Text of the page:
I was invited to participate in the Around the World Blog Hop by two amazing fiber, art quilt and digital artists, The Pixeladies, also known individually as Deb Cashatt and Kris Sazaki. Years ago, I was asked to do the quilting on one of their art quilt projects, and through this collaboration, we became friends. Recently, I visited their studio and got to see all their stunning works in progress. If you are unfamiliar with their incredible work, and art quilts created with fabric text, click now to visit their gallery page.
The format for the Around the World Blog Hop is a series of questions that I answer, so here we go:
What are you working on right now? I tend to work on multiple projects at the same time. On any given day, you will find me machine quilting in my studio, then working on my Tablet PC laptop drawing and designing, and finally, working on a freeform beading or crochet project. So, in that spirit, here is what I am working on currently:
Machine Quilting- I recently borrowed back the above quilt (previously quilted a few months ago, titled Bold Beauty), to share with students in Australia. The picture above shows you the back of the quilt. This quilt has won many awards in Montana for the owner, Teddie Egeline, including Best of Show and Judges Choice at the Montana State Fair. Anyway, while in AU, I noticed a couple of places that need fixing, specifically, color repair of some white marking pen oops previously discussed in a post here.
I realized that to be more archival, I should have heat set the repair. So now I will go back over the lines with several shades of Inktense pigment pencils and once dry, heat set them. After this repair, I plan to work on 2 quilts- one by applique artist Jill Rixman, and also one by my friend, Doug Hodder.
The first one is a freeform beaded purse, so I am working on the freeform peyote embellishment. I have just started to bead a 18mm Swarovski crystal, which will be a focal point element of this project. My color palette is magenta, purple and blue.
My current freeform crochet project is a bit different from my usual freeform crochet work. I like the combination of my random freeform combined with some more traditional freeform scrumbles, so I decided to take a Craftsy Freeform Crochet class with the talented Myra Wood to learn her process. Below is a picture of my class homework so far. These are “scrumbles” in progress as I learn her technique.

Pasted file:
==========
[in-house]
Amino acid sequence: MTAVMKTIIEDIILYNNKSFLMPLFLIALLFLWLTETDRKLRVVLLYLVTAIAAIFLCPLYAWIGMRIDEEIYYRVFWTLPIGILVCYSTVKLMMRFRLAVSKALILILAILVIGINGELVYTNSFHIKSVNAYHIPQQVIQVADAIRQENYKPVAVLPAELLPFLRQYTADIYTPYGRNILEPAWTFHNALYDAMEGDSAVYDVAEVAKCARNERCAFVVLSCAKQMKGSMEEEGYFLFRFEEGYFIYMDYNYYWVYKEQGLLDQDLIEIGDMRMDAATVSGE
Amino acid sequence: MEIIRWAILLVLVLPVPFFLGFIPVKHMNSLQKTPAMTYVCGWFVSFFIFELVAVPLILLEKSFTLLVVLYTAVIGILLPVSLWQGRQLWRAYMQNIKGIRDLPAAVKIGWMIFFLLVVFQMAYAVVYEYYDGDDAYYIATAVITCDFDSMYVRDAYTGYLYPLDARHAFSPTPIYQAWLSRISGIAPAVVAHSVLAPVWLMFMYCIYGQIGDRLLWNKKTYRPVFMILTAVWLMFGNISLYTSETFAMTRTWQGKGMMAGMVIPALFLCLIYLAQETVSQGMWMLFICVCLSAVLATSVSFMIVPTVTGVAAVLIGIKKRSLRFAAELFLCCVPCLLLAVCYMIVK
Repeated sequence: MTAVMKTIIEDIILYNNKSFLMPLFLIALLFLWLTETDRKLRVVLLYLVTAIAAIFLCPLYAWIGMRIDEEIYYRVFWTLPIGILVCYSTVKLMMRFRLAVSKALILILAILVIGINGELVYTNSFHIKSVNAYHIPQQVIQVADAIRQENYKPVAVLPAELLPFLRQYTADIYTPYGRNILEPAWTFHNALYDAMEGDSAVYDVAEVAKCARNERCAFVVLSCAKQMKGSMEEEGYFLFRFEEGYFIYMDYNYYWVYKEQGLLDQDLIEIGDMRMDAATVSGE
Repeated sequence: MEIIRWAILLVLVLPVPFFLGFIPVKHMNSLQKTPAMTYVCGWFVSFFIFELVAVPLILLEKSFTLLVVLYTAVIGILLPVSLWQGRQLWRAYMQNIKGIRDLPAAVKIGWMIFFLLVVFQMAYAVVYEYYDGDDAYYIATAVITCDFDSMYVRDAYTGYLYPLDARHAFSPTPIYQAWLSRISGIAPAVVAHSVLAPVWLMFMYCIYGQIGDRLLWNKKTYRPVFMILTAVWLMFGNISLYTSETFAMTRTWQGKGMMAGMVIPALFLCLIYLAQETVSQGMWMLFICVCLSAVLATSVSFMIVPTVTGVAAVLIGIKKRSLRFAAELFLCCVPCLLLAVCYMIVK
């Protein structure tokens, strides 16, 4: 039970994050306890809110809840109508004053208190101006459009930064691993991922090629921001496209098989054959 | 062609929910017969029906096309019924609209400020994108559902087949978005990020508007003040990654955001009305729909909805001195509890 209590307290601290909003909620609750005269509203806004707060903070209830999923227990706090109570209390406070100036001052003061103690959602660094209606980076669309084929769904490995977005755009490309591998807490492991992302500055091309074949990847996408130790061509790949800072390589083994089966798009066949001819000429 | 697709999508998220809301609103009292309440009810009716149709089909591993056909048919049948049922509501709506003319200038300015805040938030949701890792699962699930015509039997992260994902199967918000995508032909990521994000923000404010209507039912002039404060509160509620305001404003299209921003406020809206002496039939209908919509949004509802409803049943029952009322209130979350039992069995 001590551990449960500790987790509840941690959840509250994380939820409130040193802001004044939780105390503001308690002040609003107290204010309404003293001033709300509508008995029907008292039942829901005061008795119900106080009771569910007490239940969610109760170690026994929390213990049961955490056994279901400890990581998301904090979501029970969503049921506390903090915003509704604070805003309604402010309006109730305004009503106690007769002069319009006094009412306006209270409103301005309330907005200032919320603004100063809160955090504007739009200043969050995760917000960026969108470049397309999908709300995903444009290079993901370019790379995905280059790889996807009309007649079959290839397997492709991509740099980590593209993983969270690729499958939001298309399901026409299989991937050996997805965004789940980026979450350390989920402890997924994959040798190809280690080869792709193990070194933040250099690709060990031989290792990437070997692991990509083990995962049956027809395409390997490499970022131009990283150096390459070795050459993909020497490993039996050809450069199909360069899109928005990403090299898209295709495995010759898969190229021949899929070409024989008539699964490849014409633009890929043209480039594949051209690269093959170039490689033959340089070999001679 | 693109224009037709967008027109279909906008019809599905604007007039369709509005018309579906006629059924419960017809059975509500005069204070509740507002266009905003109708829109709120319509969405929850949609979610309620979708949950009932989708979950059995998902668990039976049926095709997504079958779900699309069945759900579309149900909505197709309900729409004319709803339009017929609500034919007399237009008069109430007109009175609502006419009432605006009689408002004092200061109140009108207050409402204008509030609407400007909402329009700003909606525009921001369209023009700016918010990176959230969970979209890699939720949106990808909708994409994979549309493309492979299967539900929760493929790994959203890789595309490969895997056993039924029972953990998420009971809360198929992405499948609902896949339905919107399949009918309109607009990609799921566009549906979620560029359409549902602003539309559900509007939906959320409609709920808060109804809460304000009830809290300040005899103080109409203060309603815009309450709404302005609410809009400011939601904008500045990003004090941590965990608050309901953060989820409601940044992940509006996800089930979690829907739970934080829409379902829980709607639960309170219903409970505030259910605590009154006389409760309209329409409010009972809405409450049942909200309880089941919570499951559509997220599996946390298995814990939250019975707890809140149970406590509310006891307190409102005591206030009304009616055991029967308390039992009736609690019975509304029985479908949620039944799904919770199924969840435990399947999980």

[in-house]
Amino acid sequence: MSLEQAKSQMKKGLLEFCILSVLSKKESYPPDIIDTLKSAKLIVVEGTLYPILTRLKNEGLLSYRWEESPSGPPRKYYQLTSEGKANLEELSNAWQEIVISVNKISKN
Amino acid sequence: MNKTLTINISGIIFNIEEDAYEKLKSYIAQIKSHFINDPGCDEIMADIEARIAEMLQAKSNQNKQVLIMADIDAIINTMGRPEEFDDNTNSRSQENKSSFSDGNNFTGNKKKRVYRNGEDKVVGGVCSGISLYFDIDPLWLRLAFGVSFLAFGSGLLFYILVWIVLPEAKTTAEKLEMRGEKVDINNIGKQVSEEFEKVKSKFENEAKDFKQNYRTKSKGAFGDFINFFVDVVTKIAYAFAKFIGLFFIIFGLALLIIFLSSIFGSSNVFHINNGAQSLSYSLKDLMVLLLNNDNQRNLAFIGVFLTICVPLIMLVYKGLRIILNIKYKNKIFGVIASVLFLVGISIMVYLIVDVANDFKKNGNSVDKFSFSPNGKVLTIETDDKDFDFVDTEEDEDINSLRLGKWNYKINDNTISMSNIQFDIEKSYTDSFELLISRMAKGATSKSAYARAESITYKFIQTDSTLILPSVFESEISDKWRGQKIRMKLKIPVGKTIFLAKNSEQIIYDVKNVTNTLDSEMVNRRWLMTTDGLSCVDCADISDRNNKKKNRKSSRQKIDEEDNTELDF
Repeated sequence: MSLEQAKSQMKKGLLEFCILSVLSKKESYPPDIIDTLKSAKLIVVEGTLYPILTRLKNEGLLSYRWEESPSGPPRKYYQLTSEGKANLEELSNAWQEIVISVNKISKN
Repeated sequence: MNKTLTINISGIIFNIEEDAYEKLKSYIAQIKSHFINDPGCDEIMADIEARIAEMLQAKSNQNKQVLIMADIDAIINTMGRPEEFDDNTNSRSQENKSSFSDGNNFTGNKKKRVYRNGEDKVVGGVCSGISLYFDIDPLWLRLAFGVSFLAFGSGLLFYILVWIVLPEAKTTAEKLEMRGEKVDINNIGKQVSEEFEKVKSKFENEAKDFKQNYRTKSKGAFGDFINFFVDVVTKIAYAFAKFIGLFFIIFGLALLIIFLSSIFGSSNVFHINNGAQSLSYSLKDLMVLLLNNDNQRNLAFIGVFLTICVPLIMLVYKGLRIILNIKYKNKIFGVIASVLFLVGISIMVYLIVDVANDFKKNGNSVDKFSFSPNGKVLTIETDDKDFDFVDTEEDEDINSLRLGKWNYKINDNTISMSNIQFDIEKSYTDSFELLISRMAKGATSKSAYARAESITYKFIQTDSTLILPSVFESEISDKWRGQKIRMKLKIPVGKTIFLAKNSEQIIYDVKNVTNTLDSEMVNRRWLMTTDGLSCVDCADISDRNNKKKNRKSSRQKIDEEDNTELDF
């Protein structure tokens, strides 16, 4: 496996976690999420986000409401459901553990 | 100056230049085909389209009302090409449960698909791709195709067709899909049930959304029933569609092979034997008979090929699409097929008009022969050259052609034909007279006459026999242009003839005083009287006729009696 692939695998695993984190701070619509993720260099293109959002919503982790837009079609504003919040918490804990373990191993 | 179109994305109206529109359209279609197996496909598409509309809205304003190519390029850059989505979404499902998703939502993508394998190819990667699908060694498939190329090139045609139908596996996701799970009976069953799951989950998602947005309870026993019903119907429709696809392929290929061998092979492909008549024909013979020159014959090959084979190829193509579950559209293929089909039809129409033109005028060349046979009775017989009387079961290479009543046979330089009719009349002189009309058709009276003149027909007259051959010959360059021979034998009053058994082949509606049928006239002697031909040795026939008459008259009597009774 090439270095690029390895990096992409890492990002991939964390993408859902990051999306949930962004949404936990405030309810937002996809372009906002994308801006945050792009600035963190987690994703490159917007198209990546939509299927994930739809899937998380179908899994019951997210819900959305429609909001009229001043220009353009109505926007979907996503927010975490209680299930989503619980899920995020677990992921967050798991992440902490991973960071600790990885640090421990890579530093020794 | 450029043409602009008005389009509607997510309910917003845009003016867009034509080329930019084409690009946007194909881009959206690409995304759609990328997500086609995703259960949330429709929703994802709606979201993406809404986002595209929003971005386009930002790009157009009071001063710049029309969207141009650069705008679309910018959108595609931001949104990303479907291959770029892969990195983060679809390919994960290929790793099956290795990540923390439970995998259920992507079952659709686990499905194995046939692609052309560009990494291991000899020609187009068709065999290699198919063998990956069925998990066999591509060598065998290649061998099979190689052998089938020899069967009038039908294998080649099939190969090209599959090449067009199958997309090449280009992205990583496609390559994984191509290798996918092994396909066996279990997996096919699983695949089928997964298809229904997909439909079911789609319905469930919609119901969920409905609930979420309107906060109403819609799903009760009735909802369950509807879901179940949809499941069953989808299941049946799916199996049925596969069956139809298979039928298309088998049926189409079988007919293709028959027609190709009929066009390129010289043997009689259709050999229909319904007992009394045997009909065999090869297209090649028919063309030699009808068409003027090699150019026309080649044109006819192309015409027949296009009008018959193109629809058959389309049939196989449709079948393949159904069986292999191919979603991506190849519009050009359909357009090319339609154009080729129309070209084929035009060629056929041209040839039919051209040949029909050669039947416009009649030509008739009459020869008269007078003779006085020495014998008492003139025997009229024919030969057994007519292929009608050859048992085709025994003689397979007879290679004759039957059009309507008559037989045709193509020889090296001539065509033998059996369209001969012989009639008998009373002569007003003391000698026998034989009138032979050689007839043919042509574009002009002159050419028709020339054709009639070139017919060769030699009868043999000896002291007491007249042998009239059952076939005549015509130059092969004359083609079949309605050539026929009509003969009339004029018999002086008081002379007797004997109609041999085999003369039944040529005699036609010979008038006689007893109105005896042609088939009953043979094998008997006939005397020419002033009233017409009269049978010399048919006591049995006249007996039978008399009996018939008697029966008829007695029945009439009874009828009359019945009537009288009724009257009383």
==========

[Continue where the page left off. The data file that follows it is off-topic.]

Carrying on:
How does your work differ from others of its genre? With regards to my machine quilting work, I plan out my quilting lines using a Tablet PC laptop in Photoshop Elements. This allows me ease of editing and planning, communicating effectively with collaborators, as well as provide me with a road map to follow during the quilting process. I also will design a special motif, border or fill to use on each quilt using a digitizing software called Art & Stitch. I also will use my tablet to draw a quilting cartoon from time to time, too. See more what you can do with a Tablet in this post here.
How does your creative process work? As mentioned earlier, I use my Tablet PC to sketch out machine quilting designs (like the example above). I also use my Tablet PC to create custom quilting designs that I can then stitch out on a quilt. My process is as follows:
First, I draw with my stylist on my Tablet PC monitor in Photoshop Elements. Once I like the design, I will import my design into Adobe Illustrator and Art&Stitch digitizing software, converting the artwork from a raster drawing to vector artwork.
On the left is a custom design drawn for Teddie Egeline’s quilt, Bold Beauty. This is a screenshot taken of the finished vector art.
In Art&Stitch, I finish editing the art, adding stitches and saving it in a computerized quilting format that my system can read- which for my Intelliquilter is “.iqp.” The design is next imported to my machine and then I further manipulate the design to fit my border. Here is a screenshot from my Intelliquilter tablet showing you how I used this design to create an interesting custom border:
I love to leave spaces for freemotion quilting because I love the look of freehand work. The curlycues in the image above will be filled with my freehand feathers. Once quilted out and the freehand work added, the finished design and border looks like this:
I also used my Scroll-Heart Design in other areas on the quilt, too:
If you have any questions about my process, I would be happy to answer them. Just leave your question in a comment, below. If you would like to know more about buying a Tablet, I do have a 4 part series on purchasing a Tablet for artwork here. If you would like to know more about working and creating with Art & Stitch software, please see this post.
Before I close, I would like to nominate a very talented machine quilting artist for this Around the World Blog Hop:
Judi Madsen, quilting artist, author, teacher and designer. During my teaching trip to AU earlier this month, I met Judi a couple of times as my class was ending and hers was due to begin. Her freehand machine quilting work is young, vibrant, and has a modern vibe. Be sure to visit Green Fairy Quilts blog to see Judi’s stunning work.
Take care, Carla